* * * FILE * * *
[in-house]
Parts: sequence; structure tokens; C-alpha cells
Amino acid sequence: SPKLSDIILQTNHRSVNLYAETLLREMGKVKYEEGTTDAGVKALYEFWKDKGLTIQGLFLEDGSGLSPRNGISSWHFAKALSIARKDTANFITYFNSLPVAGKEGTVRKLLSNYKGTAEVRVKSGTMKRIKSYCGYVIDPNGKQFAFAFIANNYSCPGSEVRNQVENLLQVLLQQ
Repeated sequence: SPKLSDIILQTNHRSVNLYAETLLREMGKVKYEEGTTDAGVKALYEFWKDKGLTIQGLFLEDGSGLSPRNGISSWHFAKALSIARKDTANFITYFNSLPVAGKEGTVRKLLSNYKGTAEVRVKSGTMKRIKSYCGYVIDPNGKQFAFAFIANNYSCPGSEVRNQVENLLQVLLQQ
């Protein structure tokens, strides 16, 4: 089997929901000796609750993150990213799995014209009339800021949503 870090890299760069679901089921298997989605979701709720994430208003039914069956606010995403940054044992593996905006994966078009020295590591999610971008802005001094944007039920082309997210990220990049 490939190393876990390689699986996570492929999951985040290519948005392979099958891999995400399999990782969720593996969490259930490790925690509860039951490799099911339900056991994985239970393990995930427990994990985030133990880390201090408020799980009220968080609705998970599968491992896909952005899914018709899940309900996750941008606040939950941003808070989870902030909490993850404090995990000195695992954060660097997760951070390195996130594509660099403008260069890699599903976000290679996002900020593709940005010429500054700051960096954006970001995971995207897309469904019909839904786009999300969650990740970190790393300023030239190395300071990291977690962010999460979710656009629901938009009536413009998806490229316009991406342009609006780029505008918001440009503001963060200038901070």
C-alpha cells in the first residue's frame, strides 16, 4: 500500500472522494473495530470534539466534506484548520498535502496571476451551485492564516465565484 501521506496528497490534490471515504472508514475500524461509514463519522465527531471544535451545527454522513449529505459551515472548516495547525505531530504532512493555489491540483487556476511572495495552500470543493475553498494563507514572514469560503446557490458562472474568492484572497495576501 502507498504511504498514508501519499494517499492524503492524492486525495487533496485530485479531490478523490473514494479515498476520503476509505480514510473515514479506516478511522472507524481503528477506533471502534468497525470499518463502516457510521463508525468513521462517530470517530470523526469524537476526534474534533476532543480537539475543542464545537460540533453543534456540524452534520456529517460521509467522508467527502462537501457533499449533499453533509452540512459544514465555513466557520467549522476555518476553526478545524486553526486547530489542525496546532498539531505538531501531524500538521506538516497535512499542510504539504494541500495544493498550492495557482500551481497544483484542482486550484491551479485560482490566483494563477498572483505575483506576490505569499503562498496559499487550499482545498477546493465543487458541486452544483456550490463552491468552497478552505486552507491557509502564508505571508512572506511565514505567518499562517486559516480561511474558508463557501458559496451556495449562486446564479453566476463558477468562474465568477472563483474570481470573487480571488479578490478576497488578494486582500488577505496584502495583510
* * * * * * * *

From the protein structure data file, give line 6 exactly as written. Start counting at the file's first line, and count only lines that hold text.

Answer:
C-alpha cells in the first residue's frame, strides 16, 4: 500500500472522494473495530470534539466534506484548520498535502496571476451551485492564516465565484 501521506496528497490534490471515504472508514475500524461509514463519522465527531471544535451545527454522513449529505459551515472548516495547525505531530504532512493555489491540483487556476511572495495552500470543493475553498494563507514572514469560503446557490458562472474568492484572497495576501 502507498504511504498514508501519499494517499492524503492524492486525495487533496485530485479531490478523490473514494479515498476520503476509505480514510473515514479506516478511522472507524481503528477506533471502534468497525470499518463502516457510521463508525468513521462517530470517530470523526469524537476526534474534533476532543480537539475543542464545537460540533453543534456540524452534520456529517460521509467522508467527502462537501457533499449533499453533509452540512459544514465555513466557520467549522476555518476553526478545524486553526486547530489542525496546532498539531505538531501531524500538521506538516497535512499542510504539504494541500495544493498550492495557482500551481497544483484542482486550484491551479485560482490566483494563477498572483505575483506576490505569499503562498496559499487550499482545498477546493465543487458541486452544483456550490463552491468552497478552505486552507491557509502564508505571508512572506511565514505567518499562517486559516480561511474558508463557501458559496451556495449562486446564479453566476463558477468562474465568477472563483474570481470573487480571488479578490478576497488578494486582500488577505496584502495583510